Statistical SQAProduct& Processmeasurement... an understanding of how to improve quality ...Collect information on all defectsFind the causes of the defectsMove to provide fixes for the process
Six-Sigma for Software EngineeringThe term six sigma is derived from six standard deviations3.4 instances (defects) per million occurrencesimplying an extremely high quality standard. The Six Sigma methodology defines three core steps:Define customer requirements and deliverables and project goals via well-defined methods of customer communicationMeasure the existing process and its output to determine current quality performance (collect defect metrics)Analyze defect metrics and determine the vital few causes.Improve the process by eliminating the root causes of defects.Control the process to ensure that future work does not reintroduce the causes of defects.
Software ReliabilityA simple measure of reliability is mean-time-between-failure (MTBF), where MTBF = MTTF + MTTRThe acronyms MTTF and MTTR are mean-time-to-failure and mean-time-to-repair, respectively.Software availability is the probability that a program is operating according to requirements at a given point in time and is defined asAvailability = [MTTF/(MTTF + MTTR)] x 100%
Software SafetySoftware safety is a software quality assurance activity that focuses on the identification and assessment of potential hazards that may affect software negatively and cause an entire system to fail. If hazards can be identified early in the software process, software design features can be specified that will either eliminate or control potential hazards.
Mistake-ProofingPoka-yoke (mistake-proofing) devicesmechanisms that lead to the prevention of a potential quality problem before it occurs or the rapid detection of quality problems if they are introduced. An effective poka-yoke device exhibits a set of common characteristics: It is simple and cheap. If a device is too complicated or expensive, it will not be cost effective.It is part of the process. That is, the poka-yoke device is integrated into an engineering activity.It is located near the process task where the mistakes occur. Thus, it provides rapid feedback and error correction.
ISO 9001:2000 StandardISO 9001:2000 is the quality assurance standard that applies to software engineering. The standard contains 20 requirements that must be present for an effective quality assurance system. The requirements delineated by ISO 9001:2000 address topics such as management responsibility, quality system, contract review, design control, document and data control, product identification and traceability, process control, inspection and testing, corrective and preventive action, control of quality records, internal quality audits, training, servicing, and statistical techniques.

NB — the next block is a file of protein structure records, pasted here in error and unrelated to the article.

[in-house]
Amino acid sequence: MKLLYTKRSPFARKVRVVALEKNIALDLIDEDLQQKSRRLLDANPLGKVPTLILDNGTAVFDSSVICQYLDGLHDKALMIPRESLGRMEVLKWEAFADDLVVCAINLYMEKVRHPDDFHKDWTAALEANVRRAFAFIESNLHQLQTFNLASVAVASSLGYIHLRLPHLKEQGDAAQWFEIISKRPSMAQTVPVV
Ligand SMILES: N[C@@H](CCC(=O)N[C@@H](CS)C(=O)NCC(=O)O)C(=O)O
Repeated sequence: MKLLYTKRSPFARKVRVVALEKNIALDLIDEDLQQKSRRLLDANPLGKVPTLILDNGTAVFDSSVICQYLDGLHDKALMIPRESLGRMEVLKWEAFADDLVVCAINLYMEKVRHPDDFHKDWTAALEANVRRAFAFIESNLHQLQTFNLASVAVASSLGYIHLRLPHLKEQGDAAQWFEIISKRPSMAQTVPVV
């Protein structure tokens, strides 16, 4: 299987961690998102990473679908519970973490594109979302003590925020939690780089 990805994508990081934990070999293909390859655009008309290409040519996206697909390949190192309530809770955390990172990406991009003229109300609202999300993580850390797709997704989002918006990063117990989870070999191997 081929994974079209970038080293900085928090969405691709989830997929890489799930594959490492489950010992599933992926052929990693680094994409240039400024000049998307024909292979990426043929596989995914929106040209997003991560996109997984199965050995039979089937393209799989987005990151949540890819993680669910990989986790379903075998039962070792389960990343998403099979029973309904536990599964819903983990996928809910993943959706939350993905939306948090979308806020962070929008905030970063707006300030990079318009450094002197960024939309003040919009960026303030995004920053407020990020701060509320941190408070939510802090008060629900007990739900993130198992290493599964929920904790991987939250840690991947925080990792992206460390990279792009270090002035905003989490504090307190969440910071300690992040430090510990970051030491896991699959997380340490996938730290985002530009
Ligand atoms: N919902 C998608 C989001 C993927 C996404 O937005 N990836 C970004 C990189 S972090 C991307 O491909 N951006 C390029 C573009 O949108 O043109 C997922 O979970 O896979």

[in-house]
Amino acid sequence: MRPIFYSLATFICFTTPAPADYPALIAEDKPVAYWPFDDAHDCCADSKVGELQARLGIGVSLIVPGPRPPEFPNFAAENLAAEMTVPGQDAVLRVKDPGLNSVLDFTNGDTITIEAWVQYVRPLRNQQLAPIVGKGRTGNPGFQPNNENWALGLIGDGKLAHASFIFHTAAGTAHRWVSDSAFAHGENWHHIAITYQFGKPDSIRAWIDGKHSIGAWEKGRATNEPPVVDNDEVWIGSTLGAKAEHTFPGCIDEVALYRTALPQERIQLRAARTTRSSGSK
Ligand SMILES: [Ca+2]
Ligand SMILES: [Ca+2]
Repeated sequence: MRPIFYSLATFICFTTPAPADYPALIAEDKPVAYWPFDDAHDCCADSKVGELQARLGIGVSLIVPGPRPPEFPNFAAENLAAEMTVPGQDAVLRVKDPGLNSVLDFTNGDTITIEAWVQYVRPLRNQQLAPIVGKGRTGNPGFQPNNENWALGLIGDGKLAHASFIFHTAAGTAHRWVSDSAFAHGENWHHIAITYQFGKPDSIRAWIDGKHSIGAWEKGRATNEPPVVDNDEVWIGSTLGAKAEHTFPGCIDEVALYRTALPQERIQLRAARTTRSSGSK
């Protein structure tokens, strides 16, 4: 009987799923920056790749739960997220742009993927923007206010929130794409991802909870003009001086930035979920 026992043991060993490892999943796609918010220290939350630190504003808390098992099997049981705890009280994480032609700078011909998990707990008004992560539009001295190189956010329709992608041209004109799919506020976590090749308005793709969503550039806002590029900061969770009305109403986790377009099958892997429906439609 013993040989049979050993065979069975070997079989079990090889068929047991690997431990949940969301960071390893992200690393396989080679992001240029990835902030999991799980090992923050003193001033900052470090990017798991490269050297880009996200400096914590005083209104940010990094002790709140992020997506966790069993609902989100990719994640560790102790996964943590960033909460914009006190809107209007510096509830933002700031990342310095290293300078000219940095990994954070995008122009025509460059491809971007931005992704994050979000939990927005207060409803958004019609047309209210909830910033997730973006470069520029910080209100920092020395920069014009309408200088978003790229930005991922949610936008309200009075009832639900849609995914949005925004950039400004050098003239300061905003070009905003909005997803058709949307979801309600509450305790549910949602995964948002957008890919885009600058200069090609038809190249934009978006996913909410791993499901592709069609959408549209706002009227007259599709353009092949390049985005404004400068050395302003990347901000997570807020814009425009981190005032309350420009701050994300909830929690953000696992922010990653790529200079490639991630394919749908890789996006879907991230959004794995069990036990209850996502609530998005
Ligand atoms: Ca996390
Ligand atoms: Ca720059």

Chapter 27Change Management
Software Engineering: A Practitioners Approach, 6th editionby Roger S. Pressman
The First LawNo matter where you are in the system life cycle, the system will change, and the desire to change it will persist throughout the life cycle.
Bersoff, et al, 1980
What Are These Changes?dataotherdocumentscodeTestProject
technical requirementschanges in
business requirementschanges in
user requirementssoftware models
The Software ConfigurationprogramsdocumentsdataThe pieces
Baselines The IEEE (IEEE Std. No. 610.12-1990) defines a baseline as:A specification or product that has been formally reviewed and agreed upon, that thereafter serves as the basis for further development, and that can be changed only through formal change control procedures.a baseline is a milestone in the development of software that is marked by the delivery of one or more software configuration items and the approval of these SCIs that is obtained through a formal technical review
Software Configuration Objects
SCM RepositoryThe SCM repository is the set of mechanisms and data structures that allow a software team to manage change in an effective mannerThe repository performs or precipitates the following functions [FOR89]:Data integrityInformation sharingTool integrationData integrationMethodology enforcementDocument standardization
Repository FeaturesVersioning. saves all of these versions to enable effective management of product releases and to permit developers to go back to previous versionsDependency tracking and change management. The repository manages a wide variety of relationships among the data elements stored in it. Requirements tracing. Provides the ability to track all the design and construction components and deliverables that result from a specific requirement specificationConfiguration management. Keeps track of a series of configurations representing specific project milestones or production releases. Version management provides the needed versions, and link management keeps track of interdependencies. Audit trails. establishes additional information about when, why, and by whom changes are made.
SCM ElementsComponent elementsa set of tools coupled within a file management system (e.g., a database) that enables access to and management of each software configuration item. Process elementsa collection of procedures and tasks that define an effective approach to change management (and related activities) for all constituencies involved in the management, engineering and use of computer software.Construction elementsa set of tools that automate the construction of software by ensuring that the proper set of validated components (i.e., the correct version) have been assembled.Human elementsto implement effective SCM, the software team uses a set of tools and process features (encompassing other CM elements)